“Tis a small canvas, this Boston,” muses Stewart Jameson, a Scottish portrait painter who, having fled his debtors in Edinburgh, has washed up on America’s far shores. Eager to begin anew in this new world, he advertises for an apprentice, but the lad who comes knocking is no lad at all. Fanny Easton is a lady in disguise, a young, fallen woman from Boston’s most prominent family. “I must make this Jameson see my artist’s touch, but not my woman’s form,” Fanny writes, in a letter to her best friend. “I would turn my talent into capital, and that capital into liberty.”
Liberty is what everyone’s seeking in boisterous, rebellious Boston on the eve of the American Revolution. But everyone suffers from a kind of blind spot, too. Jameson, distracted by his haunted past, can’t see that Fanny is a woman; Fanny, consumed with her own masquerade, can’t tell that Jameson is falling in love with her. The city’s Sons of Liberty can’t quite see their way clear, either. “Ably do they see the shackles Parliament fastens about them,” Jameson writes, “but to the fetters they clasp upon their own slaves, they are strangely blind.”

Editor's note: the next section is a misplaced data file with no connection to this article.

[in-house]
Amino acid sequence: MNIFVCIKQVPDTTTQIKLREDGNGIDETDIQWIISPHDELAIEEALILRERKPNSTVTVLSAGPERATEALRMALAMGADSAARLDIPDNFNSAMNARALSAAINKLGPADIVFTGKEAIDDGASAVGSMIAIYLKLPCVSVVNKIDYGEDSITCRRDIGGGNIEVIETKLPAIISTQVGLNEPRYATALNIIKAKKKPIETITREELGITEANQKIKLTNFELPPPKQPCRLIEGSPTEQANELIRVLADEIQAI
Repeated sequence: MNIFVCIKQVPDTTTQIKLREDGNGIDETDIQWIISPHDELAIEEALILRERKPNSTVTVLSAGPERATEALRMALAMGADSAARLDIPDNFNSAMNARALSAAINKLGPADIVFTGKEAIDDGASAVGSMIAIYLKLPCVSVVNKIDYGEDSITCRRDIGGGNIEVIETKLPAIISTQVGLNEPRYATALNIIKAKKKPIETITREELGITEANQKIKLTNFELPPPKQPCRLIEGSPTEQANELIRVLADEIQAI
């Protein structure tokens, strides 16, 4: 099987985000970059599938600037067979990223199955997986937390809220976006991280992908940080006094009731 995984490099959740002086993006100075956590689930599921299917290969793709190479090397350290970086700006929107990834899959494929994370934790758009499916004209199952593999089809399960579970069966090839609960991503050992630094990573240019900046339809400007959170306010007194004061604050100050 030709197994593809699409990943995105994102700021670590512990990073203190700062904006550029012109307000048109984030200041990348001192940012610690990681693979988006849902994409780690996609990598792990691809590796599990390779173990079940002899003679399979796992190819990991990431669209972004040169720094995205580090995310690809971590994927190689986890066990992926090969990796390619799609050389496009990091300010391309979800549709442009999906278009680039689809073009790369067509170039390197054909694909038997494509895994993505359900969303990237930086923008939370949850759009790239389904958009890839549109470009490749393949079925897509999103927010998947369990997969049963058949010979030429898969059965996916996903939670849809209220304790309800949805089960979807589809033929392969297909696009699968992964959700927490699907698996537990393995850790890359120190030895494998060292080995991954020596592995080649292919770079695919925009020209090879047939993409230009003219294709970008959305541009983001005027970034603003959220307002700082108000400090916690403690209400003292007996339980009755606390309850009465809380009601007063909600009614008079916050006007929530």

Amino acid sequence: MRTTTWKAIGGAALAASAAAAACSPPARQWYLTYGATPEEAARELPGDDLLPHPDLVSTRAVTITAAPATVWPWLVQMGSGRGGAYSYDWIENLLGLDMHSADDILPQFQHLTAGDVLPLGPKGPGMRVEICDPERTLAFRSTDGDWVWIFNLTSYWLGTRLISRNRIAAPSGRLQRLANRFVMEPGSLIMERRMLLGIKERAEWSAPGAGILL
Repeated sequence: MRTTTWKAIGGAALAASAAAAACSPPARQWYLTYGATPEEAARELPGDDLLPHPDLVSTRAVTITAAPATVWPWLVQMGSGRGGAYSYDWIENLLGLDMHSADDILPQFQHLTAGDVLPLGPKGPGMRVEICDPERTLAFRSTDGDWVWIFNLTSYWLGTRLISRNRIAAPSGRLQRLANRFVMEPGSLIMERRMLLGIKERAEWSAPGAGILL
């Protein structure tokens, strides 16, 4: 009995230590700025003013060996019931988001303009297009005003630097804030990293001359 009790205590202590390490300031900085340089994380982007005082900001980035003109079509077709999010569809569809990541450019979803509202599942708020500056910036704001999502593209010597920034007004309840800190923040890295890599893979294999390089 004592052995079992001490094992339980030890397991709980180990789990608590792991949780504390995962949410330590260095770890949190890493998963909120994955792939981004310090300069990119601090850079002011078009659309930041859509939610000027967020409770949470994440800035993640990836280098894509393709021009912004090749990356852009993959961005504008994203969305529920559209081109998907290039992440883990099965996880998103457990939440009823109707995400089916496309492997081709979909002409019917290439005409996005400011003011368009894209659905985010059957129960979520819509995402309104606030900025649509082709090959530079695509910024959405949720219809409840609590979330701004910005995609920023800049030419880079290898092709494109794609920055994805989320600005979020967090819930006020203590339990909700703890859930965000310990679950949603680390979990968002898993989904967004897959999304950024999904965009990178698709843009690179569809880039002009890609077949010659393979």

Written with wit and exuberance by longtime friends and accomplished historians Jane Kamensky and Jill Lepore, Blindspot weaves together invention with actual historical documents in an affectionate send-up of the best of eighteenth-century fiction, from epistolary novels like Richardson’s Clarissa to Sterne’s picaresque Tristram Shandy. Prodigiously learned, beautifully crafted, and lush with the bawdy, romping sensibility of the age, Blindspot celebrates the art of the Enlightenment and the passion of the American Revolution by telling stories we know and those we don’t, stories of the everyday lives of ordinary people caught up in an extraordinary time.